Ives calls for Chicago Public Schools to be 'broken up into smaller districts' following another sex assault report
An investigative report into student-on-student sexual assaults in the Chicago Public Schools (CPS) published recently in the Chicago Tribune is another heartbreaking symptom of a school district beyond repair, according to lawmakers and education experts asked for their reactions to the report.
“CPS is too big, too corrupt, and too insulated to reform itself,” state Rep. Jeanne Ives (R-Wheaton), a long-time critic of bloat and poor performance in the schools, told Chicago City Wire. “It is one of two school districts that should actually be broken up into smaller districts because the bureaucracy is unaccountable.”
In the July 27 article, “Abused By Students, Failed By Adults,” the Tribune detailed “nearly 40 cases in which students reported being sexually attacked in Chicago schools since 2008.” There may be many more. The story noted that police records on juvenile suspects are sealed, as are most of the records from juvenile court proceedings.
In one instance, a 15-year-old with autism assaulted a classmate, also with autism, three times over a school year. The students were supposed to have constant supervision, even in the bathrooms where the assaults occurred, according to the report.
”The Chicago Tribune's reporting on predatory adults in its 'Betrayed' series already has resulted in an overhaul of the Chicago Public Schools' child-safety programs as well as bipartisan state legislative support for new laws to protect students,” the story said. "Now, in an examination of student-on-student sexual attacks, the Tribune found that Chicago students also were violated by classmates as employees failed to keep them safe.”
Neither the Illinois Education Association nor the Illinois Federation of Teachers responded to a request for comment on the Tribune story.
Jesse Sharkey, the Chicago Teachers Union vice president, blamed the assaults on insufficient funding.
“Our school communities, and specifically, special education, have for years been chronically underfunded and understaffed in Chicago Public Schools, which has removed hundreds of teacher assistants from classrooms and put thousands of children at risk,” Sharkey said in a statement.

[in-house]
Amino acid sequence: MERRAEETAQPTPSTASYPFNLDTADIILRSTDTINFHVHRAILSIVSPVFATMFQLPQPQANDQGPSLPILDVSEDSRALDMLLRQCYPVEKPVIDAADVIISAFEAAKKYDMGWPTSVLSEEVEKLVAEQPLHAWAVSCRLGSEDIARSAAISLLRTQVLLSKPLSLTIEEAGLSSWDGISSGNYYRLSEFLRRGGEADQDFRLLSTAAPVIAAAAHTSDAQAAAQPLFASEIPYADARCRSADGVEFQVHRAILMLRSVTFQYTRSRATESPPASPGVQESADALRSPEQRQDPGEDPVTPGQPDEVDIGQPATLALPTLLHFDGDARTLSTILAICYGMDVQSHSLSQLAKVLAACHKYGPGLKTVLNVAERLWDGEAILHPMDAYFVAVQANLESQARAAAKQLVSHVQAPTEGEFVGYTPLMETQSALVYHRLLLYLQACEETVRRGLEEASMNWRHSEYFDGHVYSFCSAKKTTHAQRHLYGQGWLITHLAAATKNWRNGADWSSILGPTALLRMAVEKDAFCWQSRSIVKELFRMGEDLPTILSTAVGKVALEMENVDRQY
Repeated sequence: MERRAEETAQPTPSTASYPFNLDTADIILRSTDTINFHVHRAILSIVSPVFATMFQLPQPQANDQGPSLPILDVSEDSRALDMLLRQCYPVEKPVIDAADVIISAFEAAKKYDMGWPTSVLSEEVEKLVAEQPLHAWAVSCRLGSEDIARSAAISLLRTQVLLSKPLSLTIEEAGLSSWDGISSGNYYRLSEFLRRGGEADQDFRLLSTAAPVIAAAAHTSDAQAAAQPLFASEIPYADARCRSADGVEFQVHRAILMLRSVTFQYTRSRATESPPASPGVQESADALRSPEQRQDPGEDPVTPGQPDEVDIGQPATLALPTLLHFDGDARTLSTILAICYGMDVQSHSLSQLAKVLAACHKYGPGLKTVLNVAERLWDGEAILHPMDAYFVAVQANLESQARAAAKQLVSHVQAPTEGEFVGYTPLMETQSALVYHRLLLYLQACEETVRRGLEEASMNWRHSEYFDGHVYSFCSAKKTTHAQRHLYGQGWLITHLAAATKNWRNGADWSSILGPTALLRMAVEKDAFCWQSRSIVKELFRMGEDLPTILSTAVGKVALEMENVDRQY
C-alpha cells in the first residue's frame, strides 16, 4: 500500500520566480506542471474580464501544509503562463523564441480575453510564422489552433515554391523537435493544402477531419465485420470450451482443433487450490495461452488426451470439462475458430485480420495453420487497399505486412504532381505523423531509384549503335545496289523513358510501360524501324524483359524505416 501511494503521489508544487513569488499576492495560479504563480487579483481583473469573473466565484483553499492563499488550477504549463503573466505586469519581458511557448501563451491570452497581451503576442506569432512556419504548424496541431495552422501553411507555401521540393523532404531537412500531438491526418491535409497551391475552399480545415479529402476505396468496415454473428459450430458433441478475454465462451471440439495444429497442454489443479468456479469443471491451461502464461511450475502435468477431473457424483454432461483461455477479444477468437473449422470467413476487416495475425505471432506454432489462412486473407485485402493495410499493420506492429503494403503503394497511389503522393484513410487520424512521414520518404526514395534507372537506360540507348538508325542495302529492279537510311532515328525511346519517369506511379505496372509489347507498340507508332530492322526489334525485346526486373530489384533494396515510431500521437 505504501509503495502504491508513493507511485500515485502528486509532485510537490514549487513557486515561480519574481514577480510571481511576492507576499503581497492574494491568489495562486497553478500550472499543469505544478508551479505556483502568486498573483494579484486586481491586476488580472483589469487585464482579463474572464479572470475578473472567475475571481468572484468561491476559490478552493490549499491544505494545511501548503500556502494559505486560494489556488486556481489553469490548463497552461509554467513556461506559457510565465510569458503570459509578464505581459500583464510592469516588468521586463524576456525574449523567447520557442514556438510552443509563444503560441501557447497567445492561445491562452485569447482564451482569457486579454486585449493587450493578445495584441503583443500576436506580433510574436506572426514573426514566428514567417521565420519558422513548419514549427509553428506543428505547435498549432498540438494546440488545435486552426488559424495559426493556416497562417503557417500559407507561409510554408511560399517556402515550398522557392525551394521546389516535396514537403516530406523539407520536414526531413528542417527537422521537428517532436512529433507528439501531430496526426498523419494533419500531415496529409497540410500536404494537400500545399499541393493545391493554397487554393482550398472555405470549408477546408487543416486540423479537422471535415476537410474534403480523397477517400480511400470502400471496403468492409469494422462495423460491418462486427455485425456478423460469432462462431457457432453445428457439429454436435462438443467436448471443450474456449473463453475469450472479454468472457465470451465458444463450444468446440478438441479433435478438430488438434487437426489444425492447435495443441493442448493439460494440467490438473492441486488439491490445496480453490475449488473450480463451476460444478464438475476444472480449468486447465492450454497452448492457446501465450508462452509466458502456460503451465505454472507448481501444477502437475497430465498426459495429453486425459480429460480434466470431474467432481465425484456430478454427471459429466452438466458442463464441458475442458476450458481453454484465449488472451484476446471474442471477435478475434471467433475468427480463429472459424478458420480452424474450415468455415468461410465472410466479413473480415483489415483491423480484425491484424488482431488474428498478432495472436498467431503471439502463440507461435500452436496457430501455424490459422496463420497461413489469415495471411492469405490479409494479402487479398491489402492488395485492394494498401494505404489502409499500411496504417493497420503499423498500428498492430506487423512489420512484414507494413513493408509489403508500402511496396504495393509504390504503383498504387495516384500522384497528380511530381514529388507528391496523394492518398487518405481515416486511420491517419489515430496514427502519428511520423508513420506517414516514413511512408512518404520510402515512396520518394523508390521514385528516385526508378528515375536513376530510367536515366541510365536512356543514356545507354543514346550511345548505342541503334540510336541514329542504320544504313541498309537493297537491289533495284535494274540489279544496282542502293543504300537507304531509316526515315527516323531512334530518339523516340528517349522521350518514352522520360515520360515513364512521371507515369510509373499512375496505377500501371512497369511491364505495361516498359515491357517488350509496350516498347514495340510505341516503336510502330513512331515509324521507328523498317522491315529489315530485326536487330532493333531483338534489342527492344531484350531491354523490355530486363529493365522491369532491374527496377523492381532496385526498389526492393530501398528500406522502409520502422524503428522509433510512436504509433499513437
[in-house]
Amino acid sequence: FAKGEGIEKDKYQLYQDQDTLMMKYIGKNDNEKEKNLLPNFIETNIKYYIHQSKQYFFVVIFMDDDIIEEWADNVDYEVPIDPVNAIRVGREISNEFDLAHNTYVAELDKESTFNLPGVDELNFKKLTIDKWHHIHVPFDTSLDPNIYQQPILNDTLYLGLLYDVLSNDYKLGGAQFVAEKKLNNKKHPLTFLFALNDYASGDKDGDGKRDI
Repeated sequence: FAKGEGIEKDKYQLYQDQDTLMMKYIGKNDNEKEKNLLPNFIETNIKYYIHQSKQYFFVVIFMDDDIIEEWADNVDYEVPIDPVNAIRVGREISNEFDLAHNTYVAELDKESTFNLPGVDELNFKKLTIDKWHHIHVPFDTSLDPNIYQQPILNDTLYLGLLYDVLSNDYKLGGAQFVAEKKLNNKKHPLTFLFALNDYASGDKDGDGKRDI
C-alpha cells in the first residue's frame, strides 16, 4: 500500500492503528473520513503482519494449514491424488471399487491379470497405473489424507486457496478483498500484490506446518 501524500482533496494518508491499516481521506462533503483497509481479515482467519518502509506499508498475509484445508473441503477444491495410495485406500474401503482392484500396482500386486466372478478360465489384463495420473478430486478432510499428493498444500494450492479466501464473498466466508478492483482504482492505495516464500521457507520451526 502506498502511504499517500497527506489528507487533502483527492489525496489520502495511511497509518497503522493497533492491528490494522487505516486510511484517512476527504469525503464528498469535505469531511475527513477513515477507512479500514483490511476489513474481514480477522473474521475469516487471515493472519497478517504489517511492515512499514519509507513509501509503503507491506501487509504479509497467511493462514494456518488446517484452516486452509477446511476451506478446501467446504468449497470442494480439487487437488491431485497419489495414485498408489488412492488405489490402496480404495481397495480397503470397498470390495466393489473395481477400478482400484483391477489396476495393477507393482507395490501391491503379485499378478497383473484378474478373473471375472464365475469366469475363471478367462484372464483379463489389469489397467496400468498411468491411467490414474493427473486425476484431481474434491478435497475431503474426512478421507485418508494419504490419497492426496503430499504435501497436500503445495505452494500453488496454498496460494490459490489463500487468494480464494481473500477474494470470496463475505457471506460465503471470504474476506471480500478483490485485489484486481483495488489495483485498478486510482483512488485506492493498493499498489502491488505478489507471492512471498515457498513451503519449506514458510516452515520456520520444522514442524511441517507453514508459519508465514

But Lennie Jarratt, project manager for Transforming Education at The Heartland Institute, said that “money or lack of it has nothing to do with it.”
He agreed with Ives that the CPS should be dismantled and reassembled into smaller districts. And he recommended two vital reforms that will both make kids safer, and direct more dollars to the classrooms and not the unions.
Child Safety Account programs, devised by Heartland, would allow parents to move their child to another public, private or parochial school the instant they believe that child is at physical or psychological risk.
Federal law does allow the transfer of students who feel threatened, but Heartland said the law holds only when a school is considered to be “persistently dangerous.” Fewer than 50 out of 100,000 schools fall into that category under the law.
Another program, Universal Education Savings Accounts (ESA), would fund the children and not the schools.
With an ESA, state education funds allocated for a child are placed in a parent-controlled savings account. Parents would then use a state-provided, restricted-use debit card to pay for whatever resources they needed to cover the costs of their child's education.
“CPS has become so heavy with administrators in part to comply with federal and state mandates, enacted often times at the request of the unions, that they have lost a sense of accountability to the kids,” Jarratt said.
A report published earlier this year from the Wisconsin Institute for Law & Liberty (WiLL) and Mississippi State University’s Institute for Market Studies estimates an ESA program could, due to increasing high school graduation rates and a decrease in criminal activity, result in more than $1.6 billion in accrued economic impact to the State of Mississippi.
Finally, Ives said, “parents should demand school choice vouchers to get out of these dysfunctional schools.”